The Kindred

Ah, another “modern Prometheus” evil experiment movie. You seldom go wrong with a lab coat and nefarious doings in a basement lab. Enter, The Kindred, a movie with dollops of backstory and erudition to spare usually the opposite in these kinds of things, especially ones filmed on the cheap.

Dr. Amanda Hollins’ life work lurks in bubbling Florence flasks and mysterious beakers in a dark subterranean lair.After all, that’s where the very best biomedical research labs are, let’s be honest.

Dr. Hollins had a falling out with evil Dr. Lloyd (Rod Steiger) over the direction of their controversial gene-splicing research. She has moral scruples, he decidedly does not.

Hollins is not long for this earth, and issues an edict to son John to destroy the fruits of her labors before they get into the wrong hands. John and a bunch of grad student buddies head to her home and basement lab to do her bidding.

But things are never cut-and-dried. There’s a young Hollins acolyte among them, Melissa, who is keen on preserving the doc’s research for posterity.

Da-da-dum.

It’s what the group eventually find in the lab that inspired the title, The Kindred, and what adds another appendage to the Hollins family tree.

The movie’s baby bottle fetus poster is undoubtedly etched in the memories of seasoned gore hounds, even if they never got around to actually watching The Kindred (it wasn’t exactly a breakout smash in 1987).

Still, with slimy creatures, savvy, smarts, infidelity, and grave-robbing, The Kindred has the makings of a 19th century novel! (turns out Dr Lloyd is in cahoots with a body snatcher who passes him near-dead bodies).

Rod Steiger chews the scenery like nicotine gum, but regardless…it’s a fun role, and Amanda Pays (above) is dynamite as grad student/temptress Melissa.

Fans of ’50s monster movies will be delighted as there are definite nods to flicks like The Brain that Wouldn’t Die and countless others.

***1/2 (out of 5)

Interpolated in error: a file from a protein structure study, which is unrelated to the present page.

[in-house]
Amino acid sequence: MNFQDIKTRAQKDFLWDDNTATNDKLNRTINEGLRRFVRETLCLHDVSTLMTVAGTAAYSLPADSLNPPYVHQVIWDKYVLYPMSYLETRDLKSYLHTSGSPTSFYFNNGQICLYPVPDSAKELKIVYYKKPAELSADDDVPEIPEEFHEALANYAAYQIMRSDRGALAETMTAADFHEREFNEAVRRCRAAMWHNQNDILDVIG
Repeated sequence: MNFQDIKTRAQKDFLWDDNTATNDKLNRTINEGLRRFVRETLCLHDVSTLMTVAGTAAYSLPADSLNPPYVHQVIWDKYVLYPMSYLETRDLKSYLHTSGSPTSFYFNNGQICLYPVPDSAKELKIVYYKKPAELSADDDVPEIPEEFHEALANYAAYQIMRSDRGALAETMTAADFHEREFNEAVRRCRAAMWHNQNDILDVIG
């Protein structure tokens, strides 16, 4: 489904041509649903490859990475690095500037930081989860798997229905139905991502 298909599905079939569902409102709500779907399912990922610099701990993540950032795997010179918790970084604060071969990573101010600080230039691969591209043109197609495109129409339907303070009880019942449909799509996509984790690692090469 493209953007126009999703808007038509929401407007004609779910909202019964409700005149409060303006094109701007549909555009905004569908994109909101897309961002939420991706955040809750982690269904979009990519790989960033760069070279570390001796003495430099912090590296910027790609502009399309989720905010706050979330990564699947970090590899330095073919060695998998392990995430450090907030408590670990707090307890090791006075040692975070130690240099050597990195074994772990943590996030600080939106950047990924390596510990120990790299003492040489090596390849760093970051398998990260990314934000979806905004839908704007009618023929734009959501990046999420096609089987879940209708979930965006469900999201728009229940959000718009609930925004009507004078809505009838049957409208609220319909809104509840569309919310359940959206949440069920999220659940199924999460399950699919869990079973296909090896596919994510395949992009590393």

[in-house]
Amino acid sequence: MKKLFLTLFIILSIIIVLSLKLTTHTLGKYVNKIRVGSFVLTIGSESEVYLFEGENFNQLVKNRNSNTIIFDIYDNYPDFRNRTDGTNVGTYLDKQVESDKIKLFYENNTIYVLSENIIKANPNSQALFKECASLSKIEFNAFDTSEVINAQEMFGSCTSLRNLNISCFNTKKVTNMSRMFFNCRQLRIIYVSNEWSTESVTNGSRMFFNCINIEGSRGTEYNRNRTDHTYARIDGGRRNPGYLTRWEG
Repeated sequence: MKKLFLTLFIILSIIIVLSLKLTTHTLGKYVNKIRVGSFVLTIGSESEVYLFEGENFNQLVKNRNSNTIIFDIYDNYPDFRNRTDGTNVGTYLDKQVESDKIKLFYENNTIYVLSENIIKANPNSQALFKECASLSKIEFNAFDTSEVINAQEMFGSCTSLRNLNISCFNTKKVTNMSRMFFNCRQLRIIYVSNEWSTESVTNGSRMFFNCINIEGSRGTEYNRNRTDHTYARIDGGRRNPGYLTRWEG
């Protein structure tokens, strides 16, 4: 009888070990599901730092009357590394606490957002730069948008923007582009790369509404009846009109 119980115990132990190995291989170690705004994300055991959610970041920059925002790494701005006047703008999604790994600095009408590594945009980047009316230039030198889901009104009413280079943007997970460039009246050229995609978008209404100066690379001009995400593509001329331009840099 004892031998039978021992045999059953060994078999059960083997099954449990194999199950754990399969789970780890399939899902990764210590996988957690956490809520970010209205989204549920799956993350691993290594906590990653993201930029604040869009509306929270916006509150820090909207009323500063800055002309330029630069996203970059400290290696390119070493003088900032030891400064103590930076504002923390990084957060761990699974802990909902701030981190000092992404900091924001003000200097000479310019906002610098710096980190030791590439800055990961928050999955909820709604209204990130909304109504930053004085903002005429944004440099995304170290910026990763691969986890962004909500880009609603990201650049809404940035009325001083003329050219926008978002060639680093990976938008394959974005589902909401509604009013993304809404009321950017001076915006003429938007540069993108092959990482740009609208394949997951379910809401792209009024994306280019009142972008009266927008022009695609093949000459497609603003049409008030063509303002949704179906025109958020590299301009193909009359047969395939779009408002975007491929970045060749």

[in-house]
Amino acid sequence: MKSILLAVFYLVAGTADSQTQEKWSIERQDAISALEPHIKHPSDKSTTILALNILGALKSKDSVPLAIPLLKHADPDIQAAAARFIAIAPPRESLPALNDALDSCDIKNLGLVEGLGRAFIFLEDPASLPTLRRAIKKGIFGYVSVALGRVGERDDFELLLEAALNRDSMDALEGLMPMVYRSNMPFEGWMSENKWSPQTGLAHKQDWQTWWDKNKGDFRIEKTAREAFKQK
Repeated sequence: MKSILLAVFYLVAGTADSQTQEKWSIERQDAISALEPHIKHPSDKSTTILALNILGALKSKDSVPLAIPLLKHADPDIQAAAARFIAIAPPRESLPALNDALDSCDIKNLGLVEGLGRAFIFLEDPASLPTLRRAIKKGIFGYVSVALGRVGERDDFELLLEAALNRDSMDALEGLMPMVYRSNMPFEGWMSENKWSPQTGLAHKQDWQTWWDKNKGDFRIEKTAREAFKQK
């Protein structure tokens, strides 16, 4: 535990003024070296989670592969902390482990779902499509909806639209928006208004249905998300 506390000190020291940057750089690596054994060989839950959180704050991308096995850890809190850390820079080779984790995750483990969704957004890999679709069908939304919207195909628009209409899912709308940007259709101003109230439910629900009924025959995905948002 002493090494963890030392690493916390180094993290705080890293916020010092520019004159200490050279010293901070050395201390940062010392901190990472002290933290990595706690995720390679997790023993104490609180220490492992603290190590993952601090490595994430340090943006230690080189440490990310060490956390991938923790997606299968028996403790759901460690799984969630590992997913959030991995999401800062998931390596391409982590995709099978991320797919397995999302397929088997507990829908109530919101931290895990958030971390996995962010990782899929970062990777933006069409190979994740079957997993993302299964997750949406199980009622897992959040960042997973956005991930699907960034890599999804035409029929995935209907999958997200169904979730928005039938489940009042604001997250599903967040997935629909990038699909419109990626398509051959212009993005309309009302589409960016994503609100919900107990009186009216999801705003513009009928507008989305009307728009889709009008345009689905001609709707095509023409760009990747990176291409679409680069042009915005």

[Check out our podcast discussion of The Kindred on the Really Awful Movies Podcast!]

Creature from the Black Lagoon

Any time any some monster hunts down eggheads, Jack Arnold’s estate should get a royalty check.

The flick he directed, Creature from the Black Lagoon casts as many shadows as its Florida everglade locale. It’s almost inescapable/inestimable how influential this movie is.

Whether it’s drek like Luigi Cozzi’s Contamination, or fan favorite Steven Spielberg’s Jaws, it doesn’t matter. You put researchers on board a vessel investigating something weird, things go haywire, and it all goes back to Creature. Hell, the underwater swimming shots here are totally Jaws and the good ship Rita is the bigger boat.

Creature from the Black Lagoon has simple, effective storytelling that found its way into the above, and hundreds of other films both sci fi and natural horror/animal attack: strange find, experts called in, search party sent out, warning signs ignored, or some variation thereof.

A geologist discovers a strange fossil sticking out of a sandbank along the Amazon.

With very little care for its preservation, he hacks it loose with a pickax and hoofs it over to the lab.

His colleagues don’t know what to make of it, but in the interest of science, champ at the bit to go looking for its origins downriver. They hire a sleazy sea captain to pilot a dilapidated vessel down river, Joseph Conrad-style.

And what do you suppose they find?

Creature was Stephen King’s earliest movie memory. Audiences in the 50s must’ve been wowed by the effects, which were undoubtedly cool for their time.

And it’s a riot to think a silly film like this came out of Citizen Kane, of all things. CK’s producer William Alland was at a dinner party for Kane, and overheard a…guess you could say “fishy” tale about some odd fish/human hybrid. Hence, Creature was born.

Incidentally, if readers would like to hear us talk about that very thing, check out our podcast discussion of Creatures from the Abyss and Island of the Fishmen!

Creature from the Black Lagoon is a joy. Its sequel, Revenge of the Creature, featured Clint “the Squint Eastwood” in his film debut as a lab geek.

***1/2 (out of 5)

[Readers, do check out our podcast discussion of Creature from the Black Lagoon!]